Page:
Do you love cooking but get nervous when you invite guests for dinner? Cooking at home is an opportunity to eat healthily and a source of joy.
It also has a therapeutic side: while concentrating on cutting, measuring, tasting, peeling and stirring, daily worries and troubles fade away and peace is regained.
Many clients are fascinated when I cook in front of them. They tell me of their love for cooking, but confess that they would be terrified to make dinner for 20 people. Even hosting four friends at home is stressful.
I'm not a trained chef. My postgraduate degree is in business administration. My first step to build confidence was to cook, cook and cook, as often as I could. It was beautiful to open a bottle of wine with my wife, put on some good music and cook together.
But the real breakthrough in my confidence and skills was when I started to cook with professionals. I wrote to chefs in cities I was travelling to and asked them to host me in their kitchens for a day or two. Remarkably, most said yes.
And I still do it now: I get lots of new ideas and practise skills. Most of all, it generates meaningful travel experiences. This year I cooked in restaurants in Tel Aviv, Ramallah, Tokyo, Koh Samui, Buenos Aires and Milan.
The tables were turned recently when Julie Levine, a Korean-Canadian fashion designer living in Hong Kong, contacted me, asking me to host her in my kitchen.
She had heard of me through a friend, and she felt that working with a chef would provide a better learning opportunity than taking a culinary course.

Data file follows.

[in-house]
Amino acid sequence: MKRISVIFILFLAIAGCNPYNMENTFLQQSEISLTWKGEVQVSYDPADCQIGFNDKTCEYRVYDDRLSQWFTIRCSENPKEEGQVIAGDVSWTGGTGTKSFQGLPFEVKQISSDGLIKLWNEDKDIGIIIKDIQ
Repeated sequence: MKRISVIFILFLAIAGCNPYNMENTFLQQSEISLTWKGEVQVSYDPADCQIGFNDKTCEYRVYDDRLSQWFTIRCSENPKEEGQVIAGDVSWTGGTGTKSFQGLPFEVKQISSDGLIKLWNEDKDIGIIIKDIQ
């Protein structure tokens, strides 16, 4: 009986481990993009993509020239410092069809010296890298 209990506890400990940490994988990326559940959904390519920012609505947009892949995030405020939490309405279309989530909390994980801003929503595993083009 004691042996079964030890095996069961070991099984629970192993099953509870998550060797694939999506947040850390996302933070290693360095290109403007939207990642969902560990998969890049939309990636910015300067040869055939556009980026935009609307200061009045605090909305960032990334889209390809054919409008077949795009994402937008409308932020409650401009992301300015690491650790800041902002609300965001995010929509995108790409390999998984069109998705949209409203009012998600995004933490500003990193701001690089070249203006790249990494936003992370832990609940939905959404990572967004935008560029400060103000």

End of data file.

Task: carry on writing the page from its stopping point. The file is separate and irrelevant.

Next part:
Her main goal was to build her confidence in the kitchen. "I love cooking. I follow recipes and sometimes deviate from them, through trial and error," says Levine.
"My husband and friends think I'm good, but I lack confidence. I never think my dishes are perfect, although everyone eats them. But maybe they are just hungry.
"I feel limited and don't cook for more than six people but I want to be able to cater for larger groups. I saw you cooking for 16 guests and you were very calm about it: this is how I want to be."
I was more than happy to have her for a week in my kitchen, to experience how I cooked for and hosted my clients' private dinners.
Cooking is an art, not a science, and there are often contingency plans for when things go wrong. That is a skill cookbooks don't teach. It requires experiencing what happens in real kitchens.
Levine was nervous when I rang - her worst fear was that I was like Gordon Ramsay, the British chef notorious for his hot temper and foul mouth. "If you had turned out to be like him, I would have probably stopped cooking for the rest of my life," she says.
She was also afraid she would burn the roast or overcook the pasta. So she didn't tell a soul about our meeting, until after the first night. When her friends did hear about it, they were shocked and surprised.
It took an act of courage for Levine to step out of her comfort zone, but from the moment she started cooking, it was a great experience. It always is.
"I learned that simplicity tastes good. There is no need to overcomplicate a dish to make it exciting. The secret is to use a few outstanding ingredients," says Levine. "It was interesting to learn how you took the different personalities of the guests into consideration. Most of all, I gained confidence."
Levine was eager to taste the food she prepared, which is important for a cook. Her favourite was the chocolate cake.
Amedei chocolate truffle cake
75 grams non-refined sugar
200 grams Amedei 70 per cent chocolate
135 grams butter
20 grams flour
- Put a pan on the stove and melt the sugar with the water.
- When the liquid comes to the boil immediately remove from the heat and add the chocolate, broken into small pieces, and stir. Add the butter.
- Whisk the eggs and mix them with the liquid.
- Sift the flour and add it to the mixture.
- Place in a round baking tray covered with parchment paper and put in the oven at 180 degrees Celsius for 20 minutes. Put a tray full of water at the bottom of the oven.
- When cool, rest the cake in the refrigerator for at least four hours.
Healthy Gourmet is a weekly column by private chef Andrea Oschetti. cuoreprivatechef.com